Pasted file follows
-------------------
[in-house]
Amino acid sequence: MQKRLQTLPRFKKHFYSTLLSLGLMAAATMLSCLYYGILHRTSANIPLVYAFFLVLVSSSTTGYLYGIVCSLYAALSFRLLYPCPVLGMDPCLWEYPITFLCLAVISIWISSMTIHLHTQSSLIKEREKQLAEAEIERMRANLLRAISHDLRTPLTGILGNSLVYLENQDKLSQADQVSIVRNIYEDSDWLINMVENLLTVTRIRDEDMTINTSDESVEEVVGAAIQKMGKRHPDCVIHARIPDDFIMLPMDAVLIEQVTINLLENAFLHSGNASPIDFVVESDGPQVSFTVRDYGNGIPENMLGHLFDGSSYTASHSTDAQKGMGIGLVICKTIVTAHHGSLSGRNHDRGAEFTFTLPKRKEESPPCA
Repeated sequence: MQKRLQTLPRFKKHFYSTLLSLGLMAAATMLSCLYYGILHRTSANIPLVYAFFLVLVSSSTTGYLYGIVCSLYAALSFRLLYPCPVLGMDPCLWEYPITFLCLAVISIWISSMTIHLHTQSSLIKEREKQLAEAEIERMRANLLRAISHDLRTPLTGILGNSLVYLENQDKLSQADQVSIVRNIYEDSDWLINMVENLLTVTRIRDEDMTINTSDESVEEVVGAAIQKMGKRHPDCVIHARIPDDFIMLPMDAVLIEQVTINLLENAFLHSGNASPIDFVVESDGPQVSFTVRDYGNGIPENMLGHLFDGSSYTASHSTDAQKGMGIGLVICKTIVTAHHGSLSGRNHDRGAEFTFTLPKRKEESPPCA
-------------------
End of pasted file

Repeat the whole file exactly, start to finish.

[in-house]
Amino acid sequence: MQKRLQTLPRFKKHFYSTLLSLGLMAAATMLSCLYYGILHRTSANIPLVYAFFLVLVSSSTTGYLYGIVCSLYAALSFRLLYPCPVLGMDPCLWEYPITFLCLAVISIWISSMTIHLHTQSSLIKEREKQLAEAEIERMRANLLRAISHDLRTPLTGILGNSLVYLENQDKLSQADQVSIVRNIYEDSDWLINMVENLLTVTRIRDEDMTINTSDESVEEVVGAAIQKMGKRHPDCVIHARIPDDFIMLPMDAVLIEQVTINLLENAFLHSGNASPIDFVVESDGPQVSFTVRDYGNGIPENMLGHLFDGSSYTASHSTDAQKGMGIGLVICKTIVTAHHGSLSGRNHDRGAEFTFTLPKRKEESPPCA
Repeated sequence: MQKRLQTLPRFKKHFYSTLLSLGLMAAATMLSCLYYGILHRTSANIPLVYAFFLVLVSSSTTGYLYGIVCSLYAALSFRLLYPCPVLGMDPCLWEYPITFLCLAVISIWISSMTIHLHTQSSLIKEREKQLAEAEIERMRANLLRAISHDLRTPLTGILGNSLVYLENQDKLSQADQVSIVRNIYEDSDWLINMVENLLTVTRIRDEDMTINTSDESVEEVVGAAIQKMGKRHPDCVIHARIPDDFIMLPMDAVLIEQVTINLLENAFLHSGNASPIDFVVESDGPQVSFTVRDYGNGIPENMLGHLFDGSSYTASHSTDAQKGMGIGLVICKTIVTAHHGSLSGRNHDRGAEFTFTLPKRKEESPPCA